David Strachan, a third-generation farmer, is clearly not a happy man as he struggles to understand Tesco’s decision to slash the price of milk from £1.39 to £1 for a four-pint carton in the latest battle to win shoppers. Like many of the UK’s 10,500 dairy farmers he worries that the escalating price war will put the financial squeeze on his own business, at a time when stability is returning after price cuts two years ago.
Strachan believes the price cuts could have a wider impact on his business: “A lot of my hotel and restaurant customers will see the reduced price flagged up and expect that from me as well. I don’t have a sufficiently wide product range or scale to be able to offer that and absorb it. It is all very destabilising.”
Marybelle, a dairy business set in the Suffolk countryside, has deliberately retained old-fashioned traditions, such as low-intensity care of its award-winning pedigree Jerseys and Holsteins and an enviably short supply chain.It has aslo struggled to make money from milk and has diversified into cream, artisan yoghurts, creme fraiche and ice cream which has sealed its reputation and attracted a slew of impressive national awards. Its products are available throughout Suffolk, Norfolk and Essex, within a 60-mile radius of the processing plant, from farm shops and supermarkets, including Morrisons, Asda ,Waitrose and East of England Co-operative.
Tesco’s aggressive move on Monday was matched two days later by Sainsbury’s and by the Co-operative, cutting the price of one and two-pint bottles to 45p and 85p respectively. Pricing is a complex business depending on the individual farm and quality and fat level of the milk, but National Farmers’ Union says the farmgate price (what farmers and processors receive from retailers) is an average of 17p per pint.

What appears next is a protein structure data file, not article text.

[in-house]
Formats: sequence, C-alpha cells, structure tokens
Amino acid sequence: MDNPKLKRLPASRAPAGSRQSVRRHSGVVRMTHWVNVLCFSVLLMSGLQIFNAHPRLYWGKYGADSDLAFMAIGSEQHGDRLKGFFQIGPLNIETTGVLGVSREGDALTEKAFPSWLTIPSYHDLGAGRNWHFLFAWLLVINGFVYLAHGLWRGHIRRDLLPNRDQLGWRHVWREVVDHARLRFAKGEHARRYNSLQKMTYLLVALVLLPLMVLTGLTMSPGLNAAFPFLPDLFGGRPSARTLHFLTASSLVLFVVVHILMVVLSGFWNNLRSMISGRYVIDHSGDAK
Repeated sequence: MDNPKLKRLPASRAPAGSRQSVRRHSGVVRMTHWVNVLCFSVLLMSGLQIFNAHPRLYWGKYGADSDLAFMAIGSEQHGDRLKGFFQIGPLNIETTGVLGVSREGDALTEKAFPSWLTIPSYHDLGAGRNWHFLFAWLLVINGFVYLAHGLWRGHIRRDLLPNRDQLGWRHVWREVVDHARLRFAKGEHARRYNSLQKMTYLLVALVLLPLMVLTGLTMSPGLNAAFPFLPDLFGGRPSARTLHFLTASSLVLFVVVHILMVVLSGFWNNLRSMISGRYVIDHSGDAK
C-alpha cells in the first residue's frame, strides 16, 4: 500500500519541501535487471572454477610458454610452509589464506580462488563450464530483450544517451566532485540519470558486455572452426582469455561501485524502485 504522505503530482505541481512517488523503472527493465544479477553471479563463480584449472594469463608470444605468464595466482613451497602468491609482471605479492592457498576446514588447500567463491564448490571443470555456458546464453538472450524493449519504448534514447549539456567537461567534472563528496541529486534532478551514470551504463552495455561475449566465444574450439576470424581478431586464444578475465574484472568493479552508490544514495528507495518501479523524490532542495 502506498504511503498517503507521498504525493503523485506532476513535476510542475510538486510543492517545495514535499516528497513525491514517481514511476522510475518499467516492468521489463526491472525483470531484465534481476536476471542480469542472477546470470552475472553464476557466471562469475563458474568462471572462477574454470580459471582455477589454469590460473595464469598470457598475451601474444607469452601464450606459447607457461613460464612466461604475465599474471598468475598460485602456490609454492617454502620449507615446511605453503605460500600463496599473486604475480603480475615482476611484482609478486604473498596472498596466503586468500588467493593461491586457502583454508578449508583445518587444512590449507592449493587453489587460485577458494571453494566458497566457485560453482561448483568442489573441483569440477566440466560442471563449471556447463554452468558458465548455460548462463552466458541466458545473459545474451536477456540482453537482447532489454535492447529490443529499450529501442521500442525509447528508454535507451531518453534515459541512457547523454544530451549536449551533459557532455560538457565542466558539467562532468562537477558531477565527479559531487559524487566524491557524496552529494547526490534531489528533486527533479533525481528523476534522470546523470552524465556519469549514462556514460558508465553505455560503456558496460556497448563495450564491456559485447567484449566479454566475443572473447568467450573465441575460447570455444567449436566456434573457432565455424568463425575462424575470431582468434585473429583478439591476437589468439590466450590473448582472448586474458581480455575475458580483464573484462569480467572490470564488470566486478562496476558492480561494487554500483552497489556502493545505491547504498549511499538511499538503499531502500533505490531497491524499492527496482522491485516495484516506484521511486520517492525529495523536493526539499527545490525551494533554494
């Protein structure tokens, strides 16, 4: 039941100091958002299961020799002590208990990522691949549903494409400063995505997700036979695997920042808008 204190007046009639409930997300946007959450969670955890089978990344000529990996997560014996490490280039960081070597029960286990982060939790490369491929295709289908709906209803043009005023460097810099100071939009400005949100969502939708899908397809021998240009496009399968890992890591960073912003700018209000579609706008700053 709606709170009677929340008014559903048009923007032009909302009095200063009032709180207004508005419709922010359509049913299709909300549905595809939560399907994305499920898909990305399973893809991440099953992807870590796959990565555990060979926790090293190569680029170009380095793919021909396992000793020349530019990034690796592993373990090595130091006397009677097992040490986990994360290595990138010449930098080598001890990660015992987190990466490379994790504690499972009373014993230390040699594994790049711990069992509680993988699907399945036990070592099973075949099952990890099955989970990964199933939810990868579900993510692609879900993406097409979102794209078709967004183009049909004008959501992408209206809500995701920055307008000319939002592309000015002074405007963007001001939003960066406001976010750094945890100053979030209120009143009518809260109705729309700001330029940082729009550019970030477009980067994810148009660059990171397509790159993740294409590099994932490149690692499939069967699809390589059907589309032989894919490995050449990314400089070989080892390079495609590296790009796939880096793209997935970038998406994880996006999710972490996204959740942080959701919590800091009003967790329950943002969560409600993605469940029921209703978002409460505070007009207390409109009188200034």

Tesco, Sainsbury’s, the Co-op and Morrisons insist that the price cuts will not affect how much farmers are paid. Tesco even took out adverts in national newspapers to say the price the 650 members of its Sustainable Dairy Group are paid will not be affected.
Rob Newbery, NFU chief dairy adviser, said,” Creating this impression or illusion that food is cheap is damaging on the agricultural industry and how the public view food. We do not want the price of food to be the ground on which the retailers go to war on each other. Farmers do not set retail prices but we will be monitoring the situation to ensure this short-term marketing effort does not have an impact on farmgate milk prices now and further down the line. This is not good news for the industry “.